Here’s a letter that I sent yesterday to the Los Angeles Times:
You want e-cigarettes banned until and unless tests “determine whether they are indeed safe” (“Smoking out e-cigarettes,” Oct. 26).
“Safe” according to whom?
You write as if “safe” is an objectively determinable and unique fact, such as whether or not your newspaper’s paid circulation exceeds 500,000 or whether or not your sister is pregnant. But “safe” is not objective in this way. Because no product is 100 percent certain never to cause even the slightest harm (or 100 percent certain to cause harm), the question “Is this product safe?” has no correct single answer. It has correct answers as varied as the number of that product’s potential users. No product is “safe” or “unsafe” in the abstract.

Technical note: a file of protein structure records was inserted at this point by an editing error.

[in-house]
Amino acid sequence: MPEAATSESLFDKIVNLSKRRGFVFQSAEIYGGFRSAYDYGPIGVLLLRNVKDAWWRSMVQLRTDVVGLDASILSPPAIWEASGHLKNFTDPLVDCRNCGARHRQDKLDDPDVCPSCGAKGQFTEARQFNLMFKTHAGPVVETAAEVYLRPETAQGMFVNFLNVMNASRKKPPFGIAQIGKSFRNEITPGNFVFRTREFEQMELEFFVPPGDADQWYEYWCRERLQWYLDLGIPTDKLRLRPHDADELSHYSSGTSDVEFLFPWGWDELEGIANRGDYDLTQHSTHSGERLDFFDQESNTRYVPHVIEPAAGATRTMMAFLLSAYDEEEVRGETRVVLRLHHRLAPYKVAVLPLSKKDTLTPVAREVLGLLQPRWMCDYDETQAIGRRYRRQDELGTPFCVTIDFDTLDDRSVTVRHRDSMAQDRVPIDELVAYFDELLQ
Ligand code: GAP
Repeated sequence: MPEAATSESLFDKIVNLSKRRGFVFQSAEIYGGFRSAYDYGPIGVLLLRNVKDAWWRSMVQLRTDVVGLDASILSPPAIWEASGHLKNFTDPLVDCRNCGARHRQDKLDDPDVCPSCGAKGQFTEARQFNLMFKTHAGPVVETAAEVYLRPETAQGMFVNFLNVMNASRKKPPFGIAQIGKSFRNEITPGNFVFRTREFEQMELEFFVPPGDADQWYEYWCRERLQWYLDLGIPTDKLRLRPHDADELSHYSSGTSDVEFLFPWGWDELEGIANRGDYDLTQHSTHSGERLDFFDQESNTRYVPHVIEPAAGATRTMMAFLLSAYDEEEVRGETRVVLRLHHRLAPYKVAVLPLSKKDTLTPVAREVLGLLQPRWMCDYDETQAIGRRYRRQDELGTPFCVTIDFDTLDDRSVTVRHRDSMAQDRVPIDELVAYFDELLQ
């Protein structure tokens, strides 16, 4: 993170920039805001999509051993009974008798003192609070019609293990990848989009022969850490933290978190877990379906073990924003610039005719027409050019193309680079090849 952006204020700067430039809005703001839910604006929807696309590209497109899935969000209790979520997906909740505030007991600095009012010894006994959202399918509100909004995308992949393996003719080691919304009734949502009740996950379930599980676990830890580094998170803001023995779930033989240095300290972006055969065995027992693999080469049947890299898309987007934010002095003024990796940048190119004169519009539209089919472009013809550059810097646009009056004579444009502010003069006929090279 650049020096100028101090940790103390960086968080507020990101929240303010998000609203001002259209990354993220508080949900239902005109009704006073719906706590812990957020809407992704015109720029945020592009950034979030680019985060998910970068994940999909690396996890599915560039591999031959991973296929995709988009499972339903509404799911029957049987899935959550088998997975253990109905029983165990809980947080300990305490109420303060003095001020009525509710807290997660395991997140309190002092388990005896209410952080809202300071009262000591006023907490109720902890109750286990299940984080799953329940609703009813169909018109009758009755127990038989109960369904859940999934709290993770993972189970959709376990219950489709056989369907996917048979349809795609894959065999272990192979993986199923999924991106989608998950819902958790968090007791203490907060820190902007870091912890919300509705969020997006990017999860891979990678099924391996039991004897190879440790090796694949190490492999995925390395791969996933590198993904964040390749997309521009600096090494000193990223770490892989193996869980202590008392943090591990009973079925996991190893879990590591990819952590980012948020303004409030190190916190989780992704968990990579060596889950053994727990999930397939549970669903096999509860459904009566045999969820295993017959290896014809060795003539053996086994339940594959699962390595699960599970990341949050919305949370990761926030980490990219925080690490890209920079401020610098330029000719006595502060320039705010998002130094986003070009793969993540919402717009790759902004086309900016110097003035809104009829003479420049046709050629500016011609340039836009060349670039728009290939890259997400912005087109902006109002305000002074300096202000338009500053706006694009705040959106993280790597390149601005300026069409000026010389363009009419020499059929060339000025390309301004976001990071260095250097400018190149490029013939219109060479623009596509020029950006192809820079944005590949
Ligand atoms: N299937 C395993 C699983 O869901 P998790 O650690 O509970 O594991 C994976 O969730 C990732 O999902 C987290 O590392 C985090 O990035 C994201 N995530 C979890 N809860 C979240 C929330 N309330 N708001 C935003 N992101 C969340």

Perhaps your tolerance for risk is higher than mine. Perhaps the pleasure I get from using a product is less than yours. If so, should I be permitted to prevent you from using that product because, for me, the product is insufficiently safe? My evaluation of the product’s safety is correct only for me, not for you. And matters don’t change if I’m a government official.
Donald J. Boudreaux
I add that my evaluation of the product’s safety is not only correct only for me and for no one else, but it is correct only for me today. Tomorrow — if my circumstances or preferences change — that evaluation might be incorrect, although it is correct today.